Today, building electronics systems that are simply functional is becoming an obsolete objective. Instead, the expectation that our devices and systems are “smart” is rapidly becoming the standard by which they are judged. These expectations are encapsulated in the concept of Ambient Intelligence (AmI), which can be thought of as the continual transformation of our environments into smart technological systems that are responsive to our needs and work cohesively to enhance our quality of life. The push towards this AmI destiny has affected the design and development of PCBs and electronic systems profoundly in recent history and is poised to be a driving factor for the foreseeable future.
With the deep entrenchment of electronics and printed circuit boards (PCBs) in our lives today, it would be understandable to assume that PCBs have been around for quite a while. This assumption, however, would be an error. In fact, the PCBs that we design and manufacture today have been with us for a scant few decades. Yet, we have been on the evolutionary road that has brought us here for over a century. Let’s take a look at the history of printed circuit boards to better understand this journey. You will probably be surprised by what we find!
Milestones in the History of Printed Circuit Boards
Below is a list of the inventors and companies whose ideas or developments have provided the most resounding impact in the history of printed circuits.
🗲 Albert Hanson invents first circuit board.
💡 Consisted of multiple layers.
💡 Utilized through-hole connectivity.
💡 Filed for a patent in 1903 in the United Kingdom.
🗲 Arthur Berry develops print and etch method in the United Kingdom.
💡 Patented in 1913.
🗲 Max Schoop, a Swedish inventor, develops a practical thermal spray
💡 Developed a flame spray gun called the “pistol” in 1912.
💡 Patented a twin wire arc spray gun in 1914.
🗲 Charles Durcase creates means of electroplating circuits.
💡 Patented in 1927.
🗲 Paul Eisler invents the first contemporary printed circuit board.
💡 Developed a PCB for a radio system in 1936.
💡 United States uses technology during World War II for proximity fuses.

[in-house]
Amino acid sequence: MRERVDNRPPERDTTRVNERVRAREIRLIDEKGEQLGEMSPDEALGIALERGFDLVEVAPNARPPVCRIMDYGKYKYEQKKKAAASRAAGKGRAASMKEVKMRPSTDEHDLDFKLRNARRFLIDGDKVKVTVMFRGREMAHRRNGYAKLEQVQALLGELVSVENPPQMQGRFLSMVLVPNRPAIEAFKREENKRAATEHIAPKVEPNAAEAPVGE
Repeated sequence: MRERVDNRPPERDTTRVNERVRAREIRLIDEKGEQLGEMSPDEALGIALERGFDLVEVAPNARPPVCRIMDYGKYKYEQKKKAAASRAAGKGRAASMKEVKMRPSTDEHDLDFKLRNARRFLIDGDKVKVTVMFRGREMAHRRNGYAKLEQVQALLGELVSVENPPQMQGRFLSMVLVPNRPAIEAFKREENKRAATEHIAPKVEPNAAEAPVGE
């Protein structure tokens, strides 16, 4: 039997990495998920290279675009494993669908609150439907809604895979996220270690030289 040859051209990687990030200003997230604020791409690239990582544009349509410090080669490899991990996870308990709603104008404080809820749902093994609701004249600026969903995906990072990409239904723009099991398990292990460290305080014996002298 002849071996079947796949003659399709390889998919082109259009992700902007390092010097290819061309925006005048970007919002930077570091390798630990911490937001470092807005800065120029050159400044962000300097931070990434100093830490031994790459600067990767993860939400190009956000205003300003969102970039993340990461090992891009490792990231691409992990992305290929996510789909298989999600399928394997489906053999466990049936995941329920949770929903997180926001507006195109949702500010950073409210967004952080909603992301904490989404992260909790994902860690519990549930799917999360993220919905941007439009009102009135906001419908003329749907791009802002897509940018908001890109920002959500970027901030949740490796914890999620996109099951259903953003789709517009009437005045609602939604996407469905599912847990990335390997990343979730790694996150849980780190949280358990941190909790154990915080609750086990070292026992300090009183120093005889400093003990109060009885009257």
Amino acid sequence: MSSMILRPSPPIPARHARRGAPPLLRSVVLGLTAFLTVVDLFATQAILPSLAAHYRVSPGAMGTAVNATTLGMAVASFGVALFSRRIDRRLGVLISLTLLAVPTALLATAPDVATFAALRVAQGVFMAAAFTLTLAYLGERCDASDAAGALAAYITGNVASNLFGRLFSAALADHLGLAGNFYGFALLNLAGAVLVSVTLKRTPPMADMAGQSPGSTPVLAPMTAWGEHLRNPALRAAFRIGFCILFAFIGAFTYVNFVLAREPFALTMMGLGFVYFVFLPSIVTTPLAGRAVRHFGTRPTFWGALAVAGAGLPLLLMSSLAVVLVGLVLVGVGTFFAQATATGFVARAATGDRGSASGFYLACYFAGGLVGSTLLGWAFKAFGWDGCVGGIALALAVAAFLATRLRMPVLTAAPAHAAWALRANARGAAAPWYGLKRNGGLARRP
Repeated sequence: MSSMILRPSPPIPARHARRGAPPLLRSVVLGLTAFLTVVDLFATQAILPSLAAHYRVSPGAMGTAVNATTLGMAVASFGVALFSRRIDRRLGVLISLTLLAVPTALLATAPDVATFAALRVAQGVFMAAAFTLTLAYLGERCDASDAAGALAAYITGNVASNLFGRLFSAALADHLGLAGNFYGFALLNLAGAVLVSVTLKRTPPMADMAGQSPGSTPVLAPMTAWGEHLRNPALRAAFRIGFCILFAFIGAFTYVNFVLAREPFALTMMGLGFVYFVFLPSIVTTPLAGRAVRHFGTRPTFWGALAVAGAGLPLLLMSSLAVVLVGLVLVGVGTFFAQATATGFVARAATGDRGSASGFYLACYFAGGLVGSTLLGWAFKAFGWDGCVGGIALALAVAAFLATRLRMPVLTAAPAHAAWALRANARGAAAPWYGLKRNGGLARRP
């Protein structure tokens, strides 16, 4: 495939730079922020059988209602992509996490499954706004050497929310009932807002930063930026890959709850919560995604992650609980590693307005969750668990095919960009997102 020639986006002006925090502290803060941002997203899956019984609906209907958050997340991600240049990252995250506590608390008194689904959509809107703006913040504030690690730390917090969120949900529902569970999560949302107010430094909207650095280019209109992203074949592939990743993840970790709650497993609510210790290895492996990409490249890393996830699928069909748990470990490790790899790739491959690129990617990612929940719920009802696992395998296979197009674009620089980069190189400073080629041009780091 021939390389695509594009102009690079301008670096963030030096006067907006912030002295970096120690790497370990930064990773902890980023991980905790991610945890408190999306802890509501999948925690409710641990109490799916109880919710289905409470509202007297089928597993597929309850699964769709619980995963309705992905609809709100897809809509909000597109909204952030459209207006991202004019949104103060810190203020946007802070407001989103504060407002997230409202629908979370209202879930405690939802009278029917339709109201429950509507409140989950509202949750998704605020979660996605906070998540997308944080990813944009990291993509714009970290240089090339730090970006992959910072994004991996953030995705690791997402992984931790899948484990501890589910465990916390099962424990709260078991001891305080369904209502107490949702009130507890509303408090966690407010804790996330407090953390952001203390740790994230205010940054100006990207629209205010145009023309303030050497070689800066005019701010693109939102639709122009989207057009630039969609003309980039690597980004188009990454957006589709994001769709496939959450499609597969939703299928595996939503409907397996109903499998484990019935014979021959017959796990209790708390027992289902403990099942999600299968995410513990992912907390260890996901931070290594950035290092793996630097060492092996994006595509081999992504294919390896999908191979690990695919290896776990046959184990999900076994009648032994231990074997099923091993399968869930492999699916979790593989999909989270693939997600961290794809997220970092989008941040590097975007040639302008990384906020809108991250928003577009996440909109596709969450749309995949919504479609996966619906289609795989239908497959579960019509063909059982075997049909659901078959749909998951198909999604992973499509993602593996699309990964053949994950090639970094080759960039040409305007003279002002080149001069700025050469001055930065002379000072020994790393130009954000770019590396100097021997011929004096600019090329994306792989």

💡 U.S. Army releases printed circuit technology to the public in 1948.
🗲 Moe Abramson and Stanislaus F. Danko develop auto-assembly
💡 Employed dip soldering process.
💡 Developed in 1949.
💡 Patent assigned to United States Army in 1956.
🗲 The Institute for Printed Circuits (IPC) is formed in 1957.
💡 The first organization to develop standards for PCB manufacture.
🗲 International Business Machines (IBM) introduces planar mounting.
💡 Developed in 1960.
💡 Originally developed for spacecraft.
💡 Becomes popular in the 1980’s as surface mount technology (SMT).
🗲 Gerber Scientific develops a PCB design format for vector
💡 Gerber File format RS-274-D introduced in 1980.
💡 First widely accepted or standard PCB design file format.
💡 Two subsequent releases, X1 and X2, developed for CAM processing.
🗲 Vapor Computerized Systems introduces CAM software and file
💡 Genesis 2000 software released in 1992.
💡 ODB++ data file format released to the public in 1997.
🗲 Multek introduces Every Layer Interconnect (ELIC) for high density
💡 Developed in 2006.
The above milestones in the history of printed circuits design and manufacturing have undoubtedly played significant roles in bringing the industry to the present. As with most historical examinations, there are some facts that seem to be elusive. For example, the question “Why are PCBs green?” is often asked. Although there is no clear consensus on a specific answer, there are solder mask considerations that support the green color.
Glimpsing the Future of Printed Circuit Boards
Now, we know how printed circuits reached their present state, but what about the future? Based on current trends, it is safe to assume that PCB production will continue to grow as demands increase and artificial intelligence (AI) hardware products expand. It is also likely that ELIC and embedded components will continue to transform PCB design, while new materials will lead to more printable components. It is also probable that Internet of Things (IoT) manufacturing, where PCB manufacturing is automated and completely software driven, will affect the types of products designed and developed and revolutionize the way boards are manufactured.
You might have been surprised by some of the incredible developments in the history of printed circuits. The future undoubtedly has more in store. At Tempo Automation, we are committed to not only being on the cutting edge of PCB manufacturing but also helping to shape that future. Our white box approach to PCB design and development, which optimizes the combination of design intent and manufacturing capability, is one way we implement this leadership.
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And to help you get started on the best path to optimizing your development process, we furnish information for your DFM and enable you to easily view and download DRC files. If you’re an Altium user, you can simply add these files to your PCB design software.
If you are ready to have your design manufactured, try our quote tool to upload your CAD and BOM files. If you are interested in learning more about the history of printed circuit boards, current issues or future trends, contact us.